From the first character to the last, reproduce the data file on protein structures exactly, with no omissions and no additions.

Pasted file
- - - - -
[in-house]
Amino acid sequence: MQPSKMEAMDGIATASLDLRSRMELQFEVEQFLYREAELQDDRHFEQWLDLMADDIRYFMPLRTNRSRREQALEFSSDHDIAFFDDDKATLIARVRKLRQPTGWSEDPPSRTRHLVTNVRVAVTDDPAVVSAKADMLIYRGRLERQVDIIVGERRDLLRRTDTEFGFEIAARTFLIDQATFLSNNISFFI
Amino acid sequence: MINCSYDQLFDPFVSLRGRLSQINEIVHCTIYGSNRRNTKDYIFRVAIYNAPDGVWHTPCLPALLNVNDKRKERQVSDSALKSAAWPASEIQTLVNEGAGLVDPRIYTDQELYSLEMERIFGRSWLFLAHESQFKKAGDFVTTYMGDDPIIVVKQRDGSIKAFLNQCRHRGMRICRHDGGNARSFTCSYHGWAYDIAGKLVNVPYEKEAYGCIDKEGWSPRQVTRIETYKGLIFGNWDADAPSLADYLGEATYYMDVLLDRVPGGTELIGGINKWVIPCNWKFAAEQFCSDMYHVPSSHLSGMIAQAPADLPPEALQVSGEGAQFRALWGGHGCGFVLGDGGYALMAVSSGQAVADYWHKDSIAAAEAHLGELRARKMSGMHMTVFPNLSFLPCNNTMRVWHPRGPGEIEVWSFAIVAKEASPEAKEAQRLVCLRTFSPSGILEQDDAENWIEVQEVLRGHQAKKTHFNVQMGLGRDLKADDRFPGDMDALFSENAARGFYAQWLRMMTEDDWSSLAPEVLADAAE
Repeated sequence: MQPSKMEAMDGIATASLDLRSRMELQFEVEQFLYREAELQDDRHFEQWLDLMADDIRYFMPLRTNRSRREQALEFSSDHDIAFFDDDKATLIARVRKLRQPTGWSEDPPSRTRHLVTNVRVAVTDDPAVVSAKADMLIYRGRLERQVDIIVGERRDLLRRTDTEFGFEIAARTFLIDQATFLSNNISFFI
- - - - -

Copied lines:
[in-house]
Amino acid sequence: MQPSKMEAMDGIATASLDLRSRMELQFEVEQFLYREAELQDDRHFEQWLDLMADDIRYFMPLRTNRSRREQALEFSSDHDIAFFDDDKATLIARVRKLRQPTGWSEDPPSRTRHLVTNVRVAVTDDPAVVSAKADMLIYRGRLERQVDIIVGERRDLLRRTDTEFGFEIAARTFLIDQATFLSNNISFFI
Amino acid sequence: MINCSYDQLFDPFVSLRGRLSQINEIVHCTIYGSNRRNTKDYIFRVAIYNAPDGVWHTPCLPALLNVNDKRKERQVSDSALKSAAWPASEIQTLVNEGAGLVDPRIYTDQELYSLEMERIFGRSWLFLAHESQFKKAGDFVTTYMGDDPIIVVKQRDGSIKAFLNQCRHRGMRICRHDGGNARSFTCSYHGWAYDIAGKLVNVPYEKEAYGCIDKEGWSPRQVTRIETYKGLIFGNWDADAPSLADYLGEATYYMDVLLDRVPGGTELIGGINKWVIPCNWKFAAEQFCSDMYHVPSSHLSGMIAQAPADLPPEALQVSGEGAQFRALWGGHGCGFVLGDGGYALMAVSSGQAVADYWHKDSIAAAEAHLGELRARKMSGMHMTVFPNLSFLPCNNTMRVWHPRGPGEIEVWSFAIVAKEASPEAKEAQRLVCLRTFSPSGILEQDDAENWIEVQEVLRGHQAKKTHFNVQMGLGRDLKADDRFPGDMDALFSENAARGFYAQWLRMMTEDDWSSLAPEVLADAAE
Repeated sequence: MQPSKMEAMDGIATASLDLRSRMELQFEVEQFLYREAELQDDRHFEQWLDLMADDIRYFMPLRTNRSRREQALEFSSDHDIAFFDDDKATLIARVRKLRQPTGWSEDPPSRTRHLVTNVRVAVTDDPAVVSAKADMLIYRGRLERQVDIIVGERRDLLRRTDTEFGFEIAARTFLIDQATFLSNNISFFI